This essay examines the death, and the life, of Florence Nightingale, the great nursing heroine of the Crimean War. An eminent Victorian, Nightingale passed away at the ripe old age of ninety in 1910, at a time when Britain was witnessing great internal strife and facing looming international tension. By that moment, the Crimean War was a thing of the distant past. Even so, Nightingale’s death served as a national tonic. It allowed mourners to rekindle the myths of Nightingale’s lifetime that had unified a ravaged nation in the wake of the Crimean War. Nightingale’s most important reforming efforts, which included nursing education, army improvement, and sanitary reform, both in Britain and in India, would postdate the Crimean War. However, the image of a young Nightingale ministering to the troops in the Crimea would remain the dominant one, not just in her life, but at her death as well. As it assesses the death and life of Nightingale, this essay focuses on two moments of celebrity and mythmaking in the long career of the heroine: the making of her legend in the Crimea and its resurrection at her death. It follows earlier literature, both generated during the nineteenth century and written by those who study it, establishing Nightingale as the avatar of Victorian womanhood. Accordingly, it seeks to understand Nightingale’s passing as a belated death knell to the Victorian age.
Claudia Nelson, “Mass Media Meets Children’s Literature, 1899: E. Nesbit’s The Story of the Treasure Seekers”
Looking both backward and forward, E. Nesbit’s The Story of the Treasure Seekers stands at the intersection of Victorianism and modernism. The novel crosses borders in another sense as well: in its handling of references to advertising, newspapers, and iconic historical events, it highlights the extent to which fact and fiction, reportage and mythmaking, alike depend upon artifice. The publication of Nesbit’s breakthrough work, which foregrounds the importance of mass culture to middle-class children’s imaginations, marks a historical change in perceptions of children’s relationship to consumerism.
Linda M. Shires, “Color Theory—Charles Lock Eastlake’s 1840 Translation of Johann Wolfgang von Goethe’s Zur Farbenlehre (Theory of Colours)”
The nineteenth century witnessed major developments in color theory, pigment manufacturing, and painting techniques. In 1840, Charles Lock Eastlake—painter, art scholar, and collector—translated Goethe’s 1810 Zur Farbenlehre or Theory of Colours as a handbook and a history, with his own erudite notes, to aid British painters. The volume aimed to offer nineteenth-century artists a deeper education in color than Royal Academy training, which still emphasized imitation of old masters with instruction in composition and line. Eastlake also aimed to restore Goethe’s Aristotelian emphasis on the eye’s perception of color. A focus of debate among scientists and artists, the anti-Newtonian Theory of Colours seriously engaged painters as different in style as J. M. W. Turner and Holman Hunt, both of whom were fascinated by color and nature as seen by the eye. Moreover, Eastlake’s learned notes remained unrivaled for their detailed knowledge of Aristotelian natural science and optics, early technical treatises on painting, and specific Renaissance paintings. Charles Lock Eastlake, a growing authority in the art world of London, went on to be knighted (1850), elected President of the Royal Academy (1850), and appointed the first Director of the National Gallery of Art (1855).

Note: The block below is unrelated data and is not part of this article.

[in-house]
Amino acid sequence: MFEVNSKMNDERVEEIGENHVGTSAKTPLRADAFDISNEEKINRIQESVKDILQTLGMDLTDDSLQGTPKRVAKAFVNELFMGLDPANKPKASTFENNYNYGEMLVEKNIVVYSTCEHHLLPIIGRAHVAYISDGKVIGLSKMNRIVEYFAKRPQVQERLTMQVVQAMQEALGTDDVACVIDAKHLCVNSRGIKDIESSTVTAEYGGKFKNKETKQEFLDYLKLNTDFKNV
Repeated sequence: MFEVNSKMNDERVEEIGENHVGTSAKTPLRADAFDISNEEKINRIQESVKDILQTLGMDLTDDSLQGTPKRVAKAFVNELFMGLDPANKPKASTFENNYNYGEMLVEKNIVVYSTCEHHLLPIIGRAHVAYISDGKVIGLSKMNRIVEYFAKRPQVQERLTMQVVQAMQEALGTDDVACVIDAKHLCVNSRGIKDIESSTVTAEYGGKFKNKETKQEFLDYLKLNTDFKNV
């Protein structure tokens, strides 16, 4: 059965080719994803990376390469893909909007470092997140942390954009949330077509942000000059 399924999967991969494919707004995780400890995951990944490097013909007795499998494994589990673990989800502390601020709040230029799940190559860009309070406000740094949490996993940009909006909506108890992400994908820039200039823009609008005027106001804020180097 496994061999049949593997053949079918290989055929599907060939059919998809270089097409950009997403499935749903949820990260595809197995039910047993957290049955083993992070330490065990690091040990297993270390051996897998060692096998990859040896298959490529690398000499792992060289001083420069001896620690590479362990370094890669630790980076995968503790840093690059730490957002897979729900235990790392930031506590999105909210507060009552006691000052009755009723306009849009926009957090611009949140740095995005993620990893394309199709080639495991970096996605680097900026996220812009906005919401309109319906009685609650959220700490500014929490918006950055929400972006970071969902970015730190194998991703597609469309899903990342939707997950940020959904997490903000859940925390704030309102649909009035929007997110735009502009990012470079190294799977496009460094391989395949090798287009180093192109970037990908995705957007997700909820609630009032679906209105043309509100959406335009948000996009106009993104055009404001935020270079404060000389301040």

The Second Boer War, part of the “Scramble for Africa” among European powers, was fought from 1899 and 1902 in what is now South Africa between British Imperial forces and the Transvaal Republic and Orange Free State. The war occurred during the period of so-called New Imperialism (ca. 1880 to 1914) characterized by rising nationalism, racism, Social Darwinism, and genocidal thinking. Occurring roughly in the middle of this period, the Second Boer War became the focal point for a variety of hopes, anxieties, politics, and ideologies. An examination of periodicals created specifically to protest against the war shows that the conflict resonated within diverse local contexts, revealing the complex interplay between global events and local politics.